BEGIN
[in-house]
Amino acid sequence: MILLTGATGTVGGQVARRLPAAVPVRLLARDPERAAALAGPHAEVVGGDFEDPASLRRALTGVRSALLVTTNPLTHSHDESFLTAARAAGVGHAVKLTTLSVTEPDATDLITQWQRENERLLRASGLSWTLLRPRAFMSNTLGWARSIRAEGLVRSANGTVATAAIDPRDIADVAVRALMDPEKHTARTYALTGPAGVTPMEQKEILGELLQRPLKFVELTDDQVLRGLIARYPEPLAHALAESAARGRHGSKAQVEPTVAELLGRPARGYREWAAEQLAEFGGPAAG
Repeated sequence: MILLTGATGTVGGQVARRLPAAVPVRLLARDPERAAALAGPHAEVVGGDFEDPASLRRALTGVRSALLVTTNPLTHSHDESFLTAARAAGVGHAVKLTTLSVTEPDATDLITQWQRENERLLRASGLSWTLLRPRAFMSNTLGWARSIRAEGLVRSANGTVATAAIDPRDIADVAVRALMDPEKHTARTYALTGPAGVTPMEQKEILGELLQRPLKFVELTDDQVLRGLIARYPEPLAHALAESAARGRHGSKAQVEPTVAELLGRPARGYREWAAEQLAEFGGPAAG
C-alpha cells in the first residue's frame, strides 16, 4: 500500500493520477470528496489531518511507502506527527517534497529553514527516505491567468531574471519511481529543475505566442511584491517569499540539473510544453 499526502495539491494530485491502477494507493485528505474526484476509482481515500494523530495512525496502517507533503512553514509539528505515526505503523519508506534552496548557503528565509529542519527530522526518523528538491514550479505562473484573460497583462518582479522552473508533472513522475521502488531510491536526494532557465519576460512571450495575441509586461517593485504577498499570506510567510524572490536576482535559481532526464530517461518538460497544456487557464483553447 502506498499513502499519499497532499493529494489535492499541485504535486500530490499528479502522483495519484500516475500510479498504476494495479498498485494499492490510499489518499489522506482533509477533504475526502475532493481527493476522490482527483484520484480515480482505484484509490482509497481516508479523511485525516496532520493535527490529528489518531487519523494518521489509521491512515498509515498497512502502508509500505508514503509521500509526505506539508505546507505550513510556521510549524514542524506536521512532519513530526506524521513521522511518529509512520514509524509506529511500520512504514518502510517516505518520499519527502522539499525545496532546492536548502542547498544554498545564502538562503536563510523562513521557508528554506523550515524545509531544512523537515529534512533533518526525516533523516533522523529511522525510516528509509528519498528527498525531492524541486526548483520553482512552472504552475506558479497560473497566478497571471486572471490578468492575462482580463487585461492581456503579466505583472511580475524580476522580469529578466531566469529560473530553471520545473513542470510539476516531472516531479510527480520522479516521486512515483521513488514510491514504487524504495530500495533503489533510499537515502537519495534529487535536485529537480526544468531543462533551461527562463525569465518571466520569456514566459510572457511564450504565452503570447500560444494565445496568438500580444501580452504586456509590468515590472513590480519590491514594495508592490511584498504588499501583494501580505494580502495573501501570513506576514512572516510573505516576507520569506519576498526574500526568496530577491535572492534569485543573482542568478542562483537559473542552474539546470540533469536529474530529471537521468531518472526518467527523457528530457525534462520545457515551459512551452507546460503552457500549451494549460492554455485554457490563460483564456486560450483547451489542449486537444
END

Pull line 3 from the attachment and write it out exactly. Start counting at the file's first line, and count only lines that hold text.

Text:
Repeated sequence: MILLTGATGTVGGQVARRLPAAVPVRLLARDPERAAALAGPHAEVVGGDFEDPASLRRALTGVRSALLVTTNPLTHSHDESFLTAARAAGVGHAVKLTTLSVTEPDATDLITQWQRENERLLRASGLSWTLLRPRAFMSNTLGWARSIRAEGLVRSANGTVATAAIDPRDIADVAVRALMDPEKHTARTYALTGPAGVTPMEQKEILGELLQRPLKFVELTDDQVLRGLIARYPEPLAHALAESAARGRHGSKAQVEPTVAELLGRPARGYREWAAEQLAEFGGPAAG